It was a piece of advice in keeping with the kind of man his father had been. Or at least as Cork remembered him. In Cork’s memories, Liam O’Connor had been a lion, powerfully built, with hands like huge paws and a thick mane of red-gold hair. Although not typically given to displays of emotion, when the situation demanded, he was a ferocious, towering figure. Yet these days, whenever he studied the family photographs of his father, Cork saw a man much smaller than he remembered and with a much gentler face, different from the father Cork remembered, a stranger in so many ways.

There was a bench on the sidewalk, and he sat and allowed himself the indulgence of reverie. Beneath a blue sky and a butter yellow sun, with a cool breeze on his face, the weight of a new badge on his chest, and the responsibilities that came with it resting on his shoulders, he considered a summer long ago when he’d first begun to try to unravel the mystery that had been his father.


Chapter 1

Summer 1963

Before they discovered the body, Jorge had been singing.

“Sixty-six bottles of beer on the wall, sixty-six bottles of beer. Take one down and pass it around, sixty-five bottles of beer on the wall.”

That droning ditty had gone on longer than Cork O’Connor could stand, and he finally said, “Will you just shut up.”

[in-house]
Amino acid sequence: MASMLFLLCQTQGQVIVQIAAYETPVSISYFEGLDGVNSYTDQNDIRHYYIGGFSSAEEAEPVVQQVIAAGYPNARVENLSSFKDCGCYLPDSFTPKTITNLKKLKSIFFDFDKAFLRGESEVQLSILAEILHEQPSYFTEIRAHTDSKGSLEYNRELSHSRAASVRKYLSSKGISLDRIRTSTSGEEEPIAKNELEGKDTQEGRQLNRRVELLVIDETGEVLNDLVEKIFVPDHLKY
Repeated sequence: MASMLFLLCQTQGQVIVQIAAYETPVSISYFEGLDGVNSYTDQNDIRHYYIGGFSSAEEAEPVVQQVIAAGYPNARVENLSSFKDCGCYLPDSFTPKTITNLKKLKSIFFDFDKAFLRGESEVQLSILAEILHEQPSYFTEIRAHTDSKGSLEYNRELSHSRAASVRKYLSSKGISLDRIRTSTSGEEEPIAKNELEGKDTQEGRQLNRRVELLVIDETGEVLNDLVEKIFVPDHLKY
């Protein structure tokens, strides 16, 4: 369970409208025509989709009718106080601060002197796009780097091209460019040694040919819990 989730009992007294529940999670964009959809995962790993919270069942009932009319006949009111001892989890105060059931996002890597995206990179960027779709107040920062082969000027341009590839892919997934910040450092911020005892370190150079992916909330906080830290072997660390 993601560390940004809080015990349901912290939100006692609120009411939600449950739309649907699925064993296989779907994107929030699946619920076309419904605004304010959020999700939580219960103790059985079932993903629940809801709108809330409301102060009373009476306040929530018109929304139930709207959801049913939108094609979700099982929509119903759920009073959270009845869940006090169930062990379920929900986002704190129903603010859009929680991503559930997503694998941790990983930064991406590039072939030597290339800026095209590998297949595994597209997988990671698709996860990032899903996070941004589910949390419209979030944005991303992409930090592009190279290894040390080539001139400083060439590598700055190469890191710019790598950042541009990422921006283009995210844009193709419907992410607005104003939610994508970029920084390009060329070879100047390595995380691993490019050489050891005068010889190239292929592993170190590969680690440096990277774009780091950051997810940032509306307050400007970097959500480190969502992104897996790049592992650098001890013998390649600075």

“Sixty-five bottles of beer on the wall, sixty-five bottles of beer…”

It was late July, hot and humid. In the North Country of Minnesota, everything under the blaze of the sun sweltered. The afternoon was a miserable biting of blackflies, and to keep from being eaten alive, the two boys had done their best to maintain a brisk pace. They were hiking an abandoned logging road through the Superior National Forest, at the edge of what was then officially known as the Quetico-Superior Wilderness, though most folks simply called it the Boundary Waters. This was one of the ten milers required for their hiking merit badge, their destination a place known as Lightning Strike. They both carried packs topped with rolled sleeping bags, intending to spend the night, then hike back into the town of Aurora in the morning, completing the second of the required ten milers. They’d set out at noon, and it was now nearing three o’clock.

“…take one down and pass it around. Sixty-four bottles of beer on the wall.”

“Geez, just can it for a while.”

“Okay. What do you want to sing?”

“I don’t want to sing.”

“Guess what I watched on television the other night.”

“You already told me. The Thing.”

“That creature was so cool. Know who was inside the monster suit?”